Use milled sphagnum and some organic peat. I don’t know how big the tree is. Dig the soil out double the root ball size, that includes depth too. For a small 2 foot tall or smaller tree dig at least a foot out. Mix the soil with 50% additives. Once the tree gets going for a few years the roots will get through the clay soil when they expand.
You can buy a bag of better potting soil instead of the other stuff. I prefer the other, but the difference isn’t worth the extra price for extra you won’t need.
Try a new gardening book, “Square Foot Gardening”, or just google for information. I was a convert about five years ago and still amazed and happy. Essentially, raised beds filled with a growing medium composed of compost, spagnum and vermiculite in equal thirds.
Grows like a raped ape, holds water and never have to till it. A bit expensive if you have to buy the compost, but look at it as a lifetime investment.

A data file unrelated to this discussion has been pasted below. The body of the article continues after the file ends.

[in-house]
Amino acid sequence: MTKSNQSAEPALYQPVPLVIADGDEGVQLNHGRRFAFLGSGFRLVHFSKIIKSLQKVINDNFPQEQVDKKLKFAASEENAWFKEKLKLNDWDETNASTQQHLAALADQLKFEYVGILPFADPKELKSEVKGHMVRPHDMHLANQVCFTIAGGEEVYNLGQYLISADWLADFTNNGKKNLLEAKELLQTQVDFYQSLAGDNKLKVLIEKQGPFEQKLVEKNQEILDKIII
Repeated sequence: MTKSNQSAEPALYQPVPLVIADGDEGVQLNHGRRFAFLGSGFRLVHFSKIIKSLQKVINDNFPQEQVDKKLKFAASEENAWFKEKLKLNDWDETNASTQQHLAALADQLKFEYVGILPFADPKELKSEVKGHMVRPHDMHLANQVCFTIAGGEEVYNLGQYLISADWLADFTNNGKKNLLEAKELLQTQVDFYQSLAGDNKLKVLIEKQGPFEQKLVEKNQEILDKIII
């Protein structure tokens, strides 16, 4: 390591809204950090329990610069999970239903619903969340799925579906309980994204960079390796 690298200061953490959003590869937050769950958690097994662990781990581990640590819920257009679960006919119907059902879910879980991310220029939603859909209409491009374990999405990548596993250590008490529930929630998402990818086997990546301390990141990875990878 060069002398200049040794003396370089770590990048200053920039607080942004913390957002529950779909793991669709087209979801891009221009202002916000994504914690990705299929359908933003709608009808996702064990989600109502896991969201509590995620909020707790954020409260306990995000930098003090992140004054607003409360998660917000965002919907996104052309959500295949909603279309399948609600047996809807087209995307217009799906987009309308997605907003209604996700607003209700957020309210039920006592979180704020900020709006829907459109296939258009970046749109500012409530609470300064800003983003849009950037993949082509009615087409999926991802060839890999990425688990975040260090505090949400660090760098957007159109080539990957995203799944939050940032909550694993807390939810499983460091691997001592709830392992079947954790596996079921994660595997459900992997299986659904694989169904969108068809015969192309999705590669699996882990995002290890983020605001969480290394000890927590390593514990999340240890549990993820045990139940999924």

European Hornbeam currently about 8-10 ft. tall
Fifty percent, huh? That’s rather more than I expected, but it sounds like you know what you’re talking about.
I was figuring on adding some nitrogen to help break down the peat (manure would supply some of that). I also intend to work in some bone meal (mostly in the subsoil when I get around to turning it).
By the way, anyone know what your 40-pound bag of top soil is in terms of cubic feet? It looks like about one cubic foot to me, but the bag doesn’t say. . . .
Trees that are planted tend to have an early leaf drop, so it’s not necessarily dying.
Good advice above, and here’s an article more specifically for clay soils from Steve Bender of “Southern Living”.
BJ, hopefully you are tilling this in rather than just spreading all the components out. Using a tiller really helps to incorporate all the components into the bed. I’m a big believer in compost, because it has a good dose of the necessary microbes for soil health, in the same manner that probiotics are good for our guts. Most purchased soil amendments are rather sterile by necessity for commerce. Healthy soil is an amazing constellation of all kinds of beneficial bacteria and mycorhyzzia, and compost can help get your soil going toward that.